Sleepless in America
by Mary Sheedy Kurcinka Harper; $13.95
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The day we arrived in Ethiopia to adopt our six-month-old son was certainly the most glorious day of our lives. It was also the last day that my husband and I had anything close to a decent nightís sleep. Our son, Fasil, delight that he is, woke up at least every two hours; 18 months later, not much has changed. So here we are, exhausted and in desperate need of help.
Iíve skimmed other sleep books (reading being another beloved activity thatís temporarily gone by the wayside), but most donít help families who share a bed, as we do. Thatís not the case with Sleepless in America. Mary Sheedy Kurcinka, who wrote the acclaimed Raising Your Spirited Child, doesnít care where your child sleeps; she has warm, empathetic advice for everyone.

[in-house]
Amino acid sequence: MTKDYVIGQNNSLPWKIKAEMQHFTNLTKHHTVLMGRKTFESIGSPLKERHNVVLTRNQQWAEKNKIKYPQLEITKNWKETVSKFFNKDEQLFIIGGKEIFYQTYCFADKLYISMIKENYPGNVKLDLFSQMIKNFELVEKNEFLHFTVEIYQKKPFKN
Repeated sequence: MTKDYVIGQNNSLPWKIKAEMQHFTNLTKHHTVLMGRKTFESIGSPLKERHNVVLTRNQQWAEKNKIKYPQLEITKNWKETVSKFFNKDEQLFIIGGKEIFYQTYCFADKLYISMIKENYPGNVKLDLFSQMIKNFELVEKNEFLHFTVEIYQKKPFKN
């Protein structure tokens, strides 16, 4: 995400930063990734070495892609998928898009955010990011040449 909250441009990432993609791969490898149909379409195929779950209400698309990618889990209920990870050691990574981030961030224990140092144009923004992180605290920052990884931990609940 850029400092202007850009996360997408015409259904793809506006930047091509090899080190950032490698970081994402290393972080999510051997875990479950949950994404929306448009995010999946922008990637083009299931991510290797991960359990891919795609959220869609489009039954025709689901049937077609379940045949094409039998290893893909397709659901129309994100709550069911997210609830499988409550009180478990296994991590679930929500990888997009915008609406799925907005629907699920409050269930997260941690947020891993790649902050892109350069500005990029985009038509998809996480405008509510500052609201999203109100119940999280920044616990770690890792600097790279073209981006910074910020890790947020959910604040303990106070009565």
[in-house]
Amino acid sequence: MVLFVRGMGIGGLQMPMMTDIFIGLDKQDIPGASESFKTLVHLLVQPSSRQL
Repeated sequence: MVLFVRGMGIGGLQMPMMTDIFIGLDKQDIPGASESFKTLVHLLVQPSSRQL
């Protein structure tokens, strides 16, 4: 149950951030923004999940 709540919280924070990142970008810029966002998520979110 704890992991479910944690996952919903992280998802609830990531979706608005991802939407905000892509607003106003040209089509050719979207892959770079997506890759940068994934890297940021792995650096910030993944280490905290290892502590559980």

The book begins by addressing the link between sleep deprivation and misbehavior. I intended to skim this, believing that the connection is clear enough in our home. But the parentsí stories pulled me in, as did some of the startling statistics. ďPreschoolers who sleep less than 10 hours a day are 86 percent more likely to incur injuries requiring emergency room treatment,Ē Kurcinka writes.
The author also surprised me by saying that preparations for a good nightís sleep should begin in the morning. Establishing calm energy and a predictable routine for the whole day are key to getting your child to fall asleep, and helping him learn to sleep well.
Itís too early to tell whether this book is going to change our lives, but itís given me a much-needed sense of hope. For now, Kurcinkaís motto, ďProgress, not perfection,Ē is one Iím willing to adopt as my own.
Reviewed by Lexi Mitchell, an adoptive mom and art therapist in New York City.
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